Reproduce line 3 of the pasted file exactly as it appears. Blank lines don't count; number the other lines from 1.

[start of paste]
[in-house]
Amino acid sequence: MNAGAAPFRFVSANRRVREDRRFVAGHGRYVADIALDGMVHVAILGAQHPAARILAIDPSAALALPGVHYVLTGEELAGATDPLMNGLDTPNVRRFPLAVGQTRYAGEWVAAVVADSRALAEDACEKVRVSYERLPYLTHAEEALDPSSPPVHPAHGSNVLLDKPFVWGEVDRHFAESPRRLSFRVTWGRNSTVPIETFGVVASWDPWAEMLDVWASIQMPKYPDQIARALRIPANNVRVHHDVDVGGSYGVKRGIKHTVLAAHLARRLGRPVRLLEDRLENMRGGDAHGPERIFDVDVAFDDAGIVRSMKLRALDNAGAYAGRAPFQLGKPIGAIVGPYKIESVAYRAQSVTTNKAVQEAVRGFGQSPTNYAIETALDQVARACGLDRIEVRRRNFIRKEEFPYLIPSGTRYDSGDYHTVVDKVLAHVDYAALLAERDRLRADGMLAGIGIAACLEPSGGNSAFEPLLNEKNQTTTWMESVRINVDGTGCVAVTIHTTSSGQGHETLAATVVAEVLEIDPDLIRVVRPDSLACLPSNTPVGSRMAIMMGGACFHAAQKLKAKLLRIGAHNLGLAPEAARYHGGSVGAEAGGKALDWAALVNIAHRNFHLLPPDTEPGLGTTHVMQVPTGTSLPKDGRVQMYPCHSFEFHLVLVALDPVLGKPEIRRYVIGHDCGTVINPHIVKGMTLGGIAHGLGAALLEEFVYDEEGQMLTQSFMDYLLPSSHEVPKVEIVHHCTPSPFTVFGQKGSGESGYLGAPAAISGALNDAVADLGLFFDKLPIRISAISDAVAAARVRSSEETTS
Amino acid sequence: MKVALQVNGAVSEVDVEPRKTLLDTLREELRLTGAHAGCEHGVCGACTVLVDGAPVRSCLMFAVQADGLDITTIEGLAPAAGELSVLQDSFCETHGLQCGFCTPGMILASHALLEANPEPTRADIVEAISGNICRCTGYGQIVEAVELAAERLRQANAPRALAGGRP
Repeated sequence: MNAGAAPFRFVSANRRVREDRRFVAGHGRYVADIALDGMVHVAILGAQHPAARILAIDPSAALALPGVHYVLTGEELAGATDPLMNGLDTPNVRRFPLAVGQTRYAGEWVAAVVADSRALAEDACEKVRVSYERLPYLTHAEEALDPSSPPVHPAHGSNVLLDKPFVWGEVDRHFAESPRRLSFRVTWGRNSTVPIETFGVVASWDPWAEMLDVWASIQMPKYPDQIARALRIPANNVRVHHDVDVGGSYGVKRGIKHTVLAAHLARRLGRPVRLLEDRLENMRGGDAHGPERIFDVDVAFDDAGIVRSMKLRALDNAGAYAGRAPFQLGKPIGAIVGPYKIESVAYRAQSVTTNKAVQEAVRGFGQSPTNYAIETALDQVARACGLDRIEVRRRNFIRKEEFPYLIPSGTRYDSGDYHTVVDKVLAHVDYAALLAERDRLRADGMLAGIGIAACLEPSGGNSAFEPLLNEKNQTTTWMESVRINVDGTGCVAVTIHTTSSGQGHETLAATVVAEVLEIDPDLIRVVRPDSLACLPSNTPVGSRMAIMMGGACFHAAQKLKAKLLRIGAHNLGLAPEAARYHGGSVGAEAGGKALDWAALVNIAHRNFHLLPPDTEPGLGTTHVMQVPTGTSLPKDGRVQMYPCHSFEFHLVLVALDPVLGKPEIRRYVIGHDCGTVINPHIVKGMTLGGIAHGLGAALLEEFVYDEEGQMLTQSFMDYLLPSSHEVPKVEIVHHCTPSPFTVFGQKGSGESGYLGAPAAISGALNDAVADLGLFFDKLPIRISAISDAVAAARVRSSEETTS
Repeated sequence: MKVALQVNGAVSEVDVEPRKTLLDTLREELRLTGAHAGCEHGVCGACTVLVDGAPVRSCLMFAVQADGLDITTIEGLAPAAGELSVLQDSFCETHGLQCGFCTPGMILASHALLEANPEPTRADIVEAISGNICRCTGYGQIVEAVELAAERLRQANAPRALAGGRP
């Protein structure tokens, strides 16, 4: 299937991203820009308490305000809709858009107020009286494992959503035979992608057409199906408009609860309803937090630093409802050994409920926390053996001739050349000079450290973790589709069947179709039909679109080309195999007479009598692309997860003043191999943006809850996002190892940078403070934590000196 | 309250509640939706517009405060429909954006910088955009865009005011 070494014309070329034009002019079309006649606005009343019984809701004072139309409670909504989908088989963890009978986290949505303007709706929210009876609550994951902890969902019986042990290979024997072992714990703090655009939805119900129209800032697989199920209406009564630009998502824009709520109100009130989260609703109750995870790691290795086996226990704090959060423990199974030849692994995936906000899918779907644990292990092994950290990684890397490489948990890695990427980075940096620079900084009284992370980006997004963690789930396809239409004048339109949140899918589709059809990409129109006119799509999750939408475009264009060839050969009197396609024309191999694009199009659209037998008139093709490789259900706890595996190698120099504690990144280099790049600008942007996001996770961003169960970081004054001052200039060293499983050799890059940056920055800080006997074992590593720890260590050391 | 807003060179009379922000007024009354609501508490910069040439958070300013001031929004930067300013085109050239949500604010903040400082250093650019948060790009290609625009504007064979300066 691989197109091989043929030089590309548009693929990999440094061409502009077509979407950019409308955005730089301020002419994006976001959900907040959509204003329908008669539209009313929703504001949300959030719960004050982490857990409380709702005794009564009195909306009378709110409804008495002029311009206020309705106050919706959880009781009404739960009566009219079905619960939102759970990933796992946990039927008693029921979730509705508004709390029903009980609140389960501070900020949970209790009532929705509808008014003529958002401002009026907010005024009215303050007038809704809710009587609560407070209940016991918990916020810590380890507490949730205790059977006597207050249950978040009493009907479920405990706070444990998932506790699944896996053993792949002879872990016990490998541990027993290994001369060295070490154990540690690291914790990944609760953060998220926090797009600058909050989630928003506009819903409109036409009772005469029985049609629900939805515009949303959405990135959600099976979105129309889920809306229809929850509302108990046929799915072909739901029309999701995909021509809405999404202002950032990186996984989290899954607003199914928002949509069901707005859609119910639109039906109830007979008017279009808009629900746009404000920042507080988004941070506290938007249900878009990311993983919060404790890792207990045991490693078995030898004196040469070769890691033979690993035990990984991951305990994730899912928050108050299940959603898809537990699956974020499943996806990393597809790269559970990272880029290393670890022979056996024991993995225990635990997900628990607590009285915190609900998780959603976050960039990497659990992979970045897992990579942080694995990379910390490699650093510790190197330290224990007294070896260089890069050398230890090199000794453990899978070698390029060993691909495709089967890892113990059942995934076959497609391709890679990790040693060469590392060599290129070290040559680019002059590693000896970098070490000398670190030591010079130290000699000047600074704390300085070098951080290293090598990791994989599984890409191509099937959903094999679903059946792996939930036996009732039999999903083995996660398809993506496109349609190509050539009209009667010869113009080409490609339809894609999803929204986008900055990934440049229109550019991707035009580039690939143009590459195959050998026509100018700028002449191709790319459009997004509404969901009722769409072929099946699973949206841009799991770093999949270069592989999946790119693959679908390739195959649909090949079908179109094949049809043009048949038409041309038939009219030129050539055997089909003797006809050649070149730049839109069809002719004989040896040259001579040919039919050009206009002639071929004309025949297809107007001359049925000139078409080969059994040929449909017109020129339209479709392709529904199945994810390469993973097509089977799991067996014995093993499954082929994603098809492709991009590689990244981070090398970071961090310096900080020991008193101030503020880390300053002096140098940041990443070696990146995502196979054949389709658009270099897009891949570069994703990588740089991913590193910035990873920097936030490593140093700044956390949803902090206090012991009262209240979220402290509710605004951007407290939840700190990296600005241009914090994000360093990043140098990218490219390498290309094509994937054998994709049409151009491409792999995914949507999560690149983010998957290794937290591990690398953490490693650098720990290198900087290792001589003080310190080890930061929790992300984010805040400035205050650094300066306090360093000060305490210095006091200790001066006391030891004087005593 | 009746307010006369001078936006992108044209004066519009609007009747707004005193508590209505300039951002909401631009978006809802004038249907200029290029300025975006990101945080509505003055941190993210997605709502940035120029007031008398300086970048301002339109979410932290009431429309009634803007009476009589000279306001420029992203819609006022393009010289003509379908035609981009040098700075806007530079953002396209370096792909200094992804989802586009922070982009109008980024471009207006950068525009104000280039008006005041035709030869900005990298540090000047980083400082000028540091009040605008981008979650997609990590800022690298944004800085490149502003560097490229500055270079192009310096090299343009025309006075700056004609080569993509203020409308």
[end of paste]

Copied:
Amino acid sequence: MKVALQVNGAVSEVDVEPRKTLLDTLREELRLTGAHAGCEHGVCGACTVLVDGAPVRSCLMFAVQADGLDITTIEGLAPAAGELSVLQDSFCETHGLQCGFCTPGMILASHALLEANPEPTRADIVEAISGNICRCTGYGQIVEAVELAAERLRQANAPRALAGGRP